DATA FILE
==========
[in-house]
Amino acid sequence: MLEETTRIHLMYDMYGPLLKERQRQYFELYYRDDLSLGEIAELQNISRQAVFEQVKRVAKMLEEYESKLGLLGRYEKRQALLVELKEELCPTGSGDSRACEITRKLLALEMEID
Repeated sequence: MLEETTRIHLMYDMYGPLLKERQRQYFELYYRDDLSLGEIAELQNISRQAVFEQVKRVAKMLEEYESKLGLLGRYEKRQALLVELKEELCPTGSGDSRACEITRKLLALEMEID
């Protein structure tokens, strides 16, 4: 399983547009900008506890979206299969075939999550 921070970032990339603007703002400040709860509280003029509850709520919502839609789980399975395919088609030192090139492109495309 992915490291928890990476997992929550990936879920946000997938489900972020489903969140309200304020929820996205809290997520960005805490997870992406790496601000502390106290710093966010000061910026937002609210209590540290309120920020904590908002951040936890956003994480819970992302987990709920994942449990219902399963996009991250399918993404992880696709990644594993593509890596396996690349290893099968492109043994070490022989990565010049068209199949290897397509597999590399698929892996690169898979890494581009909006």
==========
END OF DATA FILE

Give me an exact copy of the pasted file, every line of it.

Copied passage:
[in-house]
Amino acid sequence: MLEETTRIHLMYDMYGPLLKERQRQYFELYYRDDLSLGEIAELQNISRQAVFEQVKRVAKMLEEYESKLGLLGRYEKRQALLVELKEELCPTGSGDSRACEITRKLLALEMEID
Repeated sequence: MLEETTRIHLMYDMYGPLLKERQRQYFELYYRDDLSLGEIAELQNISRQAVFEQVKRVAKMLEEYESKLGLLGRYEKRQALLVELKEELCPTGSGDSRACEITRKLLALEMEID
């Protein structure tokens, strides 16, 4: 399983547009900008506890979206299969075939999550 921070970032990339603007703002400040709860509280003029509850709520919502839609789980399975395919088609030192090139492109495309 992915490291928890990476997992929550990936879920946000997938489900972020489903969140309200304020929820996205809290997520960005805490997870992406790496601000502390106290710093966010000061910026937002609210209590540290309120920020904590908002951040936890956003994480819970992302987990709920994942449990219902399963996009991250399918993404992880696709990644594993593509890596396996690349290893099968492109043994070490022989990565010049068209199949290897397509597999590399698929892996690169898979890494581009909006």